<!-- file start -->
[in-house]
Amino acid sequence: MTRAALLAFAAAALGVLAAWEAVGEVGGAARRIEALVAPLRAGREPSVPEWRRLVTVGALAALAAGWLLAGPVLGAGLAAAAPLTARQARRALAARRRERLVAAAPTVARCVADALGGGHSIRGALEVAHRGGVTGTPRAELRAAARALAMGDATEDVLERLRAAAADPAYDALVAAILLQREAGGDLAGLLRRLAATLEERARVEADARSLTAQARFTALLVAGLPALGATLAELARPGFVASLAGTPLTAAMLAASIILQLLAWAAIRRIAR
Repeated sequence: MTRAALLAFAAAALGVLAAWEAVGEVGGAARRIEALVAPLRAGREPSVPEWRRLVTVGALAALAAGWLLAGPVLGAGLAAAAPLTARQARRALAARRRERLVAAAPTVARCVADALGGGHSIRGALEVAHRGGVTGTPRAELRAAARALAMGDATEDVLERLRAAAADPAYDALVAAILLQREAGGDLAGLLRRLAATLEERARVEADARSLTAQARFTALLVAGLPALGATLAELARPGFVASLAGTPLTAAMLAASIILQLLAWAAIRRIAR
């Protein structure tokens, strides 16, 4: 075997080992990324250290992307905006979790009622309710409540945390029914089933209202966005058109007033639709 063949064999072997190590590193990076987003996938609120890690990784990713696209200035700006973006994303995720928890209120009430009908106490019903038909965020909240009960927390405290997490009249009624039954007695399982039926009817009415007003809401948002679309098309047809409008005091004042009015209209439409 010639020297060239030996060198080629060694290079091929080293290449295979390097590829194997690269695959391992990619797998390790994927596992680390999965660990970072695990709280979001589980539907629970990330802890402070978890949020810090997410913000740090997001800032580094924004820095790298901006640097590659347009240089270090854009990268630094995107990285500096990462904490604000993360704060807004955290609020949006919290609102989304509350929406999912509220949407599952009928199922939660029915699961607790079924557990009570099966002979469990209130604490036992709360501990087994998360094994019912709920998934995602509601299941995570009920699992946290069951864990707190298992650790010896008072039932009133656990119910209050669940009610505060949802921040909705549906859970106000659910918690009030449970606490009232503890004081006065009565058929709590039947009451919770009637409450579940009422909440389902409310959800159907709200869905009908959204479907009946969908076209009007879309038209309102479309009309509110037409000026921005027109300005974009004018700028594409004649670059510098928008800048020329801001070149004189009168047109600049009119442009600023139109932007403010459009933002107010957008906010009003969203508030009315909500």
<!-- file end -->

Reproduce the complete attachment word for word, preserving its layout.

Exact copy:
[in-house]
Amino acid sequence: MTRAALLAFAAAALGVLAAWEAVGEVGGAARRIEALVAPLRAGREPSVPEWRRLVTVGALAALAAGWLLAGPVLGAGLAAAAPLTARQARRALAARRRERLVAAAPTVARCVADALGGGHSIRGALEVAHRGGVTGTPRAELRAAARALAMGDATEDVLERLRAAAADPAYDALVAAILLQREAGGDLAGLLRRLAATLEERARVEADARSLTAQARFTALLVAGLPALGATLAELARPGFVASLAGTPLTAAMLAASIILQLLAWAAIRRIAR
Repeated sequence: MTRAALLAFAAAALGVLAAWEAVGEVGGAARRIEALVAPLRAGREPSVPEWRRLVTVGALAALAAGWLLAGPVLGAGLAAAAPLTARQARRALAARRRERLVAAAPTVARCVADALGGGHSIRGALEVAHRGGVTGTPRAELRAAARALAMGDATEDVLERLRAAAADPAYDALVAAILLQREAGGDLAGLLRRLAATLEERARVEADARSLTAQARFTALLVAGLPALGATLAELARPGFVASLAGTPLTAAMLAASIILQLLAWAAIRRIAR
């Protein structure tokens, strides 16, 4: 075997080992990324250290992307905006979790009622309710409540945390029914089933209202966005058109007033639709 063949064999072997190590590193990076987003996938609120890690990784990713696209200035700006973006994303995720928890209120009430009908106490019903038909965020909240009960927390405290997490009249009624039954007695399982039926009817009415007003809401948002679309098309047809409008005091004042009015209209439409 010639020297060239030996060198080629060694290079091929080293290449295979390097590829194997690269695959391992990619797998390790994927596992680390999965660990970072695990709280979001589980539907629970990330802890402070978890949020810090997410913000740090997001800032580094924004820095790298901006640097590659347009240089270090854009990268630094995107990285500096990462904490604000993360704060807004955290609020949006919290609102989304509350929406999912509220949407599952009928199922939660029915699961607790079924557990009570099966002979469990209130604490036992709360501990087994998360094994019912709920998934995602509601299941995570009920699992946290069951864990707190298992650790010896008072039932009133656990119910209050669940009610505060949802921040909705549906859970106000659910918690009030449970606490009232503890004081006065009565058929709590039947009451919770009637409450579940009422909440389902409310959800159907709200869905009908959204479907009946969908076209009007879309038209309102479309009309509110037409000026921005027109300005974009004018700028594409004649670059510098928008800048020329801001070149004189009168047109600049009119442009600023139109932007403010459009933002107010957008906010009003969203508030009315909500």